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"Steps should be taken to prevent more acid attacks in Pakistan"
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"Steps should be taken to prevent more acid attacks in Pakistan"

In response to a series of high-profile cases, Pakistan passed legislation last year to punish and deter acid attacks on women. But the violence has not ended. More needs to be done to end this horrific practice and safeguard female rights, writes Faisal Saleh Yaqub, 19, a Commonwealth Correspondent from Lahore.

Reports of acid attacks on women have shocked the whole of Pakistan in recent years.

The lives of thousands of Pakistani women have been ruined due to these brutal attacks.

In an attack, acid is often thrown onto especially sensitive parts of the body, like the face, and may result in blindness and maiming.

Perpetrators of these attacks may have the intent of seeking revenge, perhaps as part of a family dispute.

Acid attack victims in turn face various types of challenges. In order to heal physically, lengthy surgical treatment is needed. But beyond that, the world is now different for an acid attack victim.

A victim will never be able to live a normal life and interact with people the way she used to do previously. Many victims of acid attacks commit suicide while others are compelled to live a life of despair and apparent disgrace.

The unfortunate truth is that women in Pakistan, especially those living in rural areas, are not guaranteed rights equal to men. Their rights are frequently neglected. Many attacks are not even reported to the police, and whenever victims lodge complaints, their complaints go unheeded.

The government has stepped up efforts to combat the spread of this form of violence. The National Assembly of Pakistan passed the Acid Control and Acid Crime Prevention Bill on May 10, 2011. According to the bill, offenders face heavy fines and life imprisonment.

But while the law is in place, implementation is badly needed. There are also many glitches in the justice system of Pakistan, which allows the perpetrators to flee without being convicted.We need of better police investigations, trials and treatment for victims.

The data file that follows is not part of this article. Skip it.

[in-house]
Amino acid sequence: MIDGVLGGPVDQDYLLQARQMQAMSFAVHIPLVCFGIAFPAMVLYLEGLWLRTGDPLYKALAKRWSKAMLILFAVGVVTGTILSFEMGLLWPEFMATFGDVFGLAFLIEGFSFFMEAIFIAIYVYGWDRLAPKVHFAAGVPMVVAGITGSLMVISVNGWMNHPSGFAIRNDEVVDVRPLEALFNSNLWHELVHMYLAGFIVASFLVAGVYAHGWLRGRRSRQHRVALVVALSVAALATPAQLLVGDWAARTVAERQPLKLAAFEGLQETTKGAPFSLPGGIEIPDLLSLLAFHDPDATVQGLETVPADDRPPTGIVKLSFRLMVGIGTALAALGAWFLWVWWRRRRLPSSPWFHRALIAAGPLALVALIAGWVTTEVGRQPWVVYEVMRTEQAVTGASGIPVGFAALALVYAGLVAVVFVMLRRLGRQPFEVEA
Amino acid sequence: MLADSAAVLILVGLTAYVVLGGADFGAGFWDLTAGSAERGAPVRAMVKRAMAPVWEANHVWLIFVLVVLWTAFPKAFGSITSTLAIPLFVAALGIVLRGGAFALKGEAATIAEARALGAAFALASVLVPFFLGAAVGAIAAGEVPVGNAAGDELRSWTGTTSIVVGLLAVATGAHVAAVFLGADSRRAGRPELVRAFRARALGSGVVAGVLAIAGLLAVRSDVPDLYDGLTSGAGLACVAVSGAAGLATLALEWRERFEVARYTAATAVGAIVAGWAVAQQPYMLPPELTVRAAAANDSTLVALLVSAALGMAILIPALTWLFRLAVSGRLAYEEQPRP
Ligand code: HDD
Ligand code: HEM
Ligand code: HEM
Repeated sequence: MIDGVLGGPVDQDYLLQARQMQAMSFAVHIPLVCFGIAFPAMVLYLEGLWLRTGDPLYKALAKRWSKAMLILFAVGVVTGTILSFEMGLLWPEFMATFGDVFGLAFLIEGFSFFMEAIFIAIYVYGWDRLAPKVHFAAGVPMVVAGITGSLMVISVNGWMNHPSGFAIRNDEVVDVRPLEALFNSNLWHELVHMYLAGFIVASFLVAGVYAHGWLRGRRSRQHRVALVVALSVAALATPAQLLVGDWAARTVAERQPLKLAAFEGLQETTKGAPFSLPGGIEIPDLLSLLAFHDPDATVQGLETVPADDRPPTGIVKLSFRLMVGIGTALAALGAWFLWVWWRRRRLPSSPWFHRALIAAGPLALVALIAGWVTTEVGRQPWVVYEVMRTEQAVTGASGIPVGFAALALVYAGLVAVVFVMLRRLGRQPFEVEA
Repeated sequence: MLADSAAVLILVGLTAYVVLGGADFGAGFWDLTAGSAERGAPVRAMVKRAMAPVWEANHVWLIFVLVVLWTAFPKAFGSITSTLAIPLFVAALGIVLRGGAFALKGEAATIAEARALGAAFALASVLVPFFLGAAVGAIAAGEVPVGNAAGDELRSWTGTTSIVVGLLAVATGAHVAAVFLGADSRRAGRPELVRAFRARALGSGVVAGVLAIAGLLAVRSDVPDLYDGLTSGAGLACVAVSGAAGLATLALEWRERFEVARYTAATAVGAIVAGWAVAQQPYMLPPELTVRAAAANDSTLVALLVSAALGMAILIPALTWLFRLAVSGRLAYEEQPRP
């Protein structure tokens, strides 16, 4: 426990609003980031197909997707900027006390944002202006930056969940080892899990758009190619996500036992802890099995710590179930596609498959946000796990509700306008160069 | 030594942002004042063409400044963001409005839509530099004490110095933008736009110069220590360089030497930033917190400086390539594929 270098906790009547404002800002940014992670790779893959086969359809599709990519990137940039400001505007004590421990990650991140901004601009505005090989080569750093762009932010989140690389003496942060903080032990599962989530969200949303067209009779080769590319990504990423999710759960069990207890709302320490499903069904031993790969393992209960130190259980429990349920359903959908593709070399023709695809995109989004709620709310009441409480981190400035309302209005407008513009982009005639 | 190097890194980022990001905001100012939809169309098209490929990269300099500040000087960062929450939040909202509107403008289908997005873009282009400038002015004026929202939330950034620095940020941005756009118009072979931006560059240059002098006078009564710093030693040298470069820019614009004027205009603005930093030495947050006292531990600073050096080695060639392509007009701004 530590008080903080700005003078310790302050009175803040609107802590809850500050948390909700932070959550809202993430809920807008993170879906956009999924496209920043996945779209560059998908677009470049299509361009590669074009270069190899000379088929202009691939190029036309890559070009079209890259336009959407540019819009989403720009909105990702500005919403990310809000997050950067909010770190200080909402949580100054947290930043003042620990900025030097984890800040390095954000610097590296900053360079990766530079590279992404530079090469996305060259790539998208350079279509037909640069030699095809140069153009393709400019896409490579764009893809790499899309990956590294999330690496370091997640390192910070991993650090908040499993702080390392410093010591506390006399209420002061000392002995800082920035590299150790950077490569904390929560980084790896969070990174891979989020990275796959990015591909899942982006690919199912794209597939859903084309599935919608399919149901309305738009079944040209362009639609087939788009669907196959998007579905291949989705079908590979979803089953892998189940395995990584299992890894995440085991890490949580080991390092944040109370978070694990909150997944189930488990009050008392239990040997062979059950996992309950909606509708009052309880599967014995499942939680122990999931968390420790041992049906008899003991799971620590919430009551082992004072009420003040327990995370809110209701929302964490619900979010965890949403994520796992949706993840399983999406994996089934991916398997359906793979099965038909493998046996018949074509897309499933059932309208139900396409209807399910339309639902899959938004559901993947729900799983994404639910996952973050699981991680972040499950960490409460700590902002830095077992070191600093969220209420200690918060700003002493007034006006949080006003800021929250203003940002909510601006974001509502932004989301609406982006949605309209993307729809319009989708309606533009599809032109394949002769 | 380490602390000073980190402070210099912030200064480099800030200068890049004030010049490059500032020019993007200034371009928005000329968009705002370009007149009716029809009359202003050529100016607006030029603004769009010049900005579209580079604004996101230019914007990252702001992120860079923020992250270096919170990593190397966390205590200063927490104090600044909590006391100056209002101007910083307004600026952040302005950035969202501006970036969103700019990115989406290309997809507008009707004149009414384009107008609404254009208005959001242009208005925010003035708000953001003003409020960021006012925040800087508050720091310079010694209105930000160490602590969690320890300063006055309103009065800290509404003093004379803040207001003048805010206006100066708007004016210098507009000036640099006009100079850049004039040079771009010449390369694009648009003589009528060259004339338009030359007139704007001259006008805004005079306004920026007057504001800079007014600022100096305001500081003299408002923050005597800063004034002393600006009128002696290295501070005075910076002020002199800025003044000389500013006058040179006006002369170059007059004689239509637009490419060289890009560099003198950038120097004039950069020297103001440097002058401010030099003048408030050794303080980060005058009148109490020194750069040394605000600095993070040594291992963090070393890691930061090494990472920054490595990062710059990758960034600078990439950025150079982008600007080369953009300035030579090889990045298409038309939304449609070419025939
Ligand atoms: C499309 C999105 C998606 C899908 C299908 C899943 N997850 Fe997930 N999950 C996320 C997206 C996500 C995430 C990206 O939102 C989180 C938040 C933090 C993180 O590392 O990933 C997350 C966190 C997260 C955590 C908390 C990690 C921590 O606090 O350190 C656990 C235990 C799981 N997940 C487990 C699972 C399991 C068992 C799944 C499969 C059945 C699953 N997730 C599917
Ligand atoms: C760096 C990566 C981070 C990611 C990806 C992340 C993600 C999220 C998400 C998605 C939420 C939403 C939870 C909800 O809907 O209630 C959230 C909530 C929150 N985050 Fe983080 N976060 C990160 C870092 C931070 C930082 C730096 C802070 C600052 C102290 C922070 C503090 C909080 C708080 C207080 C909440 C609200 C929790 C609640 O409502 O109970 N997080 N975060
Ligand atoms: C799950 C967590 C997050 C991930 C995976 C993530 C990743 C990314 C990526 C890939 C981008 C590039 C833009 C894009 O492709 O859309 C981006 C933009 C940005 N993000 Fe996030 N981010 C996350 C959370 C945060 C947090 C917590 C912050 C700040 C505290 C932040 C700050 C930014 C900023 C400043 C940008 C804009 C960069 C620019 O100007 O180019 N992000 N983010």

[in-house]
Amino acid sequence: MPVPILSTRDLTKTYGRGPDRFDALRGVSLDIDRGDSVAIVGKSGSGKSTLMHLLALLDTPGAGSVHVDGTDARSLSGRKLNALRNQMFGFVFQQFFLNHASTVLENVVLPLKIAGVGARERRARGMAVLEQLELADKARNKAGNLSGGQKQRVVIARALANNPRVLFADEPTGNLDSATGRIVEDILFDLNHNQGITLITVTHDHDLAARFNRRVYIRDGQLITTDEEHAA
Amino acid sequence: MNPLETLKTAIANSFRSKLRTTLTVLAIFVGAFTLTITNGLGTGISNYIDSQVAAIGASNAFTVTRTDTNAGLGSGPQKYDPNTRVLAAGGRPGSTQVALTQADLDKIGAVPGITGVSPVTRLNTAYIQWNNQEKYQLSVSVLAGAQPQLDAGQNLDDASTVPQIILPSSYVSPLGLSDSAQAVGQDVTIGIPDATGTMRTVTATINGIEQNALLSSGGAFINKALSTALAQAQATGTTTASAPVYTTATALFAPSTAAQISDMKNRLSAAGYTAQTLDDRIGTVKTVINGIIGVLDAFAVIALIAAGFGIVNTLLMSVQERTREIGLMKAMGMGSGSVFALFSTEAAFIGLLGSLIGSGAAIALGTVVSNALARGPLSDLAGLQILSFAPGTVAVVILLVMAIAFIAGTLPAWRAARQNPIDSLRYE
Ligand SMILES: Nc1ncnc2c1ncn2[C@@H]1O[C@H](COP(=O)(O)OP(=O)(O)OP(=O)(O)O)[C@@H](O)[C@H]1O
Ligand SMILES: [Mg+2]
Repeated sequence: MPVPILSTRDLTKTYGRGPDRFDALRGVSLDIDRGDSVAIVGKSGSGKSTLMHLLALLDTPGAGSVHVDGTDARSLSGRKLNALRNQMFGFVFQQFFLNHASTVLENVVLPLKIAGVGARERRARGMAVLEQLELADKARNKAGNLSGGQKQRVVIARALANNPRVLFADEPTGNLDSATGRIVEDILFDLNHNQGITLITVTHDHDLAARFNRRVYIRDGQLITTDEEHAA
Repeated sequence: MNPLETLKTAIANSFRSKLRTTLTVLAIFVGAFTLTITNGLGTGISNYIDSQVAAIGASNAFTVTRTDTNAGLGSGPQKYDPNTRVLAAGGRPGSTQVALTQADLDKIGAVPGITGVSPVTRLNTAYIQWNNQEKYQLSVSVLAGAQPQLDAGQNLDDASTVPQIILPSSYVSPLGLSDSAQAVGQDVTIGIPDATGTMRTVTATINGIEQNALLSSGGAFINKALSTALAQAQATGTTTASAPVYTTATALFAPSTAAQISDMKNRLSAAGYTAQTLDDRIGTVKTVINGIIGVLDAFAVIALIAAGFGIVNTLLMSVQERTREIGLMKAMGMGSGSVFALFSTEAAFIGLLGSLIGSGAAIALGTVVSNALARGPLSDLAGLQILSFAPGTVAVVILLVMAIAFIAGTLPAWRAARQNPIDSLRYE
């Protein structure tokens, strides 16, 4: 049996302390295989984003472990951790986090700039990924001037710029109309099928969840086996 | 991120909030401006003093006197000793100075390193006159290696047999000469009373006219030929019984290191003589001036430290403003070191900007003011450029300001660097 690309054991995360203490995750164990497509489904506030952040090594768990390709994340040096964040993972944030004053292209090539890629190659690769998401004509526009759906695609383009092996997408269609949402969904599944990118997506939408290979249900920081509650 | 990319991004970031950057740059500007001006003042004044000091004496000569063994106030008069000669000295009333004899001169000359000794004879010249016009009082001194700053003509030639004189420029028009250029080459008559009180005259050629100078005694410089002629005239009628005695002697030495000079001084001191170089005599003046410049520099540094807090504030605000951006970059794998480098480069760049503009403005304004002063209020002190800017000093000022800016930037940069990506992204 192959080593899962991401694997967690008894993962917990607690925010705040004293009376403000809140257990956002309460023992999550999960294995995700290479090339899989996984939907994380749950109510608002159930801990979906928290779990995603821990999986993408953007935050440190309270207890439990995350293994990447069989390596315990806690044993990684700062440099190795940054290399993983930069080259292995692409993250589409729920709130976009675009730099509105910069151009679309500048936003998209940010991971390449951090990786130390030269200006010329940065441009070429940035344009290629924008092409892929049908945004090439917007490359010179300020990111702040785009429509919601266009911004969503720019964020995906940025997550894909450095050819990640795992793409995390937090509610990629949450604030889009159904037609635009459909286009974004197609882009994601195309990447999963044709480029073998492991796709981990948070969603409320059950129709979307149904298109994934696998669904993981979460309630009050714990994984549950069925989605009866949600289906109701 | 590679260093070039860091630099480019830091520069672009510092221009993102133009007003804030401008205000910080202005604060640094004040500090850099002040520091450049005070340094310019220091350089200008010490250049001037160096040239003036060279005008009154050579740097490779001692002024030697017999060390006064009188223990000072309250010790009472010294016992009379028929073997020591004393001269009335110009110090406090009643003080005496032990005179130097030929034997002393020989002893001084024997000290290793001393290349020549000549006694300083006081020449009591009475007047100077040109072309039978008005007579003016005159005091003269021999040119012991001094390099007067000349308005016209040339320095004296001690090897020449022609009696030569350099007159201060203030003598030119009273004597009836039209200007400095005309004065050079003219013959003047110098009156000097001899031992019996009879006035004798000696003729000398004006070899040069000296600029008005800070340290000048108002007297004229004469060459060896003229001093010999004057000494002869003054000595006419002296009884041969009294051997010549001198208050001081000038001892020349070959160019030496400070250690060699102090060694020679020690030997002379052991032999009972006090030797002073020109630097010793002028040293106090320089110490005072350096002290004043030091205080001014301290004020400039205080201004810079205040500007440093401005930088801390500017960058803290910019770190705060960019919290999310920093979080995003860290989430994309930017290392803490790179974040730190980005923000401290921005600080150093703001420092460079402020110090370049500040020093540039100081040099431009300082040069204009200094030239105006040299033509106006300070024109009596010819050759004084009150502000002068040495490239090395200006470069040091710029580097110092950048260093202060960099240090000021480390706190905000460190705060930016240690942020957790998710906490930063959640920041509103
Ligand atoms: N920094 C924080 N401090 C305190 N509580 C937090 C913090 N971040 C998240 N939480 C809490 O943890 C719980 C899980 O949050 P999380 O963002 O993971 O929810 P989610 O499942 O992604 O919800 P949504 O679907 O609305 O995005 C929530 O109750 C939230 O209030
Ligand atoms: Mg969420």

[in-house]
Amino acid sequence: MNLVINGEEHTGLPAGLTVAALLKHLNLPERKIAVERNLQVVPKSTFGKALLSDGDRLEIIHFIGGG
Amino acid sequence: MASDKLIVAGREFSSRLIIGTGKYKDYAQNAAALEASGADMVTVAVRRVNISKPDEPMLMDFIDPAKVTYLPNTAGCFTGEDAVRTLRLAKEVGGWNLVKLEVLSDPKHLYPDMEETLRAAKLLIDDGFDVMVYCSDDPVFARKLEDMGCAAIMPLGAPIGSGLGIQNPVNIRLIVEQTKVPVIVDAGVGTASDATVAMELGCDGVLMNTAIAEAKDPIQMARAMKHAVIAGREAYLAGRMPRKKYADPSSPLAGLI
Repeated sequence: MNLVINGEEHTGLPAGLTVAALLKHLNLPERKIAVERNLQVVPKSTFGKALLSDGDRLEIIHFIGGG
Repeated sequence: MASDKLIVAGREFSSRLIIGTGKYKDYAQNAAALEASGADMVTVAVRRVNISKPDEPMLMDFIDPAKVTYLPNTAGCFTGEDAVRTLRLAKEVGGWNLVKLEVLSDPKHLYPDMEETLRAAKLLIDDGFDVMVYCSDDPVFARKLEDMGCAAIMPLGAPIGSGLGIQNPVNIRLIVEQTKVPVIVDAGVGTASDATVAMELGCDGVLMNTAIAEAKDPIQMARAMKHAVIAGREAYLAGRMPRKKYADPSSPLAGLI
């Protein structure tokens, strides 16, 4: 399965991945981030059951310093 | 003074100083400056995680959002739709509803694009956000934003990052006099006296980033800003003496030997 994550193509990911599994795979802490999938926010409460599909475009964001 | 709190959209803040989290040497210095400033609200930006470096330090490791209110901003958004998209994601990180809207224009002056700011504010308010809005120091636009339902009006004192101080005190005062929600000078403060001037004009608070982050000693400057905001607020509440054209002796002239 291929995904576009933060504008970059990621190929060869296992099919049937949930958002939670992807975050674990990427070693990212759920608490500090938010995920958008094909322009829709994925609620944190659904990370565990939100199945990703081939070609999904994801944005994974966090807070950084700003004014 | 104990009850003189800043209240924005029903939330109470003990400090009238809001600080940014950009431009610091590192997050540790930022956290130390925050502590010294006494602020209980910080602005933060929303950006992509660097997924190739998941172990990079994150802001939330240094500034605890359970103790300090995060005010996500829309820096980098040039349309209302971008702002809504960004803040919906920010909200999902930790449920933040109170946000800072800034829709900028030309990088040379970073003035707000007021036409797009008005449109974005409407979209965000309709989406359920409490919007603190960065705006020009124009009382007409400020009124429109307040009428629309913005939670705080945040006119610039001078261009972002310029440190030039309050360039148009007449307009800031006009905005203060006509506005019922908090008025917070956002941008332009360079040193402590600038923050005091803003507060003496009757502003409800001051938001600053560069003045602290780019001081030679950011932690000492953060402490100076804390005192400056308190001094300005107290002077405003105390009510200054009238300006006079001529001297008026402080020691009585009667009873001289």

Fakhra Younus, 34, from Karachi, is one high-profile victim of an acid attack. She committed suicide on March 17, 2012, in a bid to end what she saw as a life of disgrace and escape suffering.

It was in 2000 when her husband threw acid on her and fled the scene. Before that, she had to endure domestic violence in the form of physical and mental torture. Younus underwent multiple surgeries before taking her own life. Doctors treated her physically but were not able to heal her soul.

A lot needs to be done to safeguard the rights of women in a country like Pakistan. Steps should be taken to prevent more acid attacks. Emphasis should be taken toward ensuring the equality of women and educate society about the rights of women.

The laws regarding acid attackers should be implemented sternly. Offenders should be given severe punishments, to set an example for the future.

There are still many victims in Pakistan with unheard voices. They demand our attention.

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About me:

My name is Faisal Saleh Yaqub, and I am  from Lahore. I am an undergraduate engineering student at GIK Institute of Engineering Sciences and Technology, KPK, Pakistan.  

My hobbies include reading, writing, gaming and travelling. I usually write on topics related to social issues and youth. I believe that youth can change the future of any nation. I always strive to highlight the importance of youth as a game changer of today. 

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Opinions expressed in this article are those of the author and do not necessarily represent the views of the Commonwealth Youth Programme. Articles are published in a spirit of dialogue, respect and understanding. If you disagree, why not submit a response?

To learn more about becoming a Commonwealth Correspondent please visit: http://www.yourcommonwealth.org/submit-articles/commonwealthcorrespondents/

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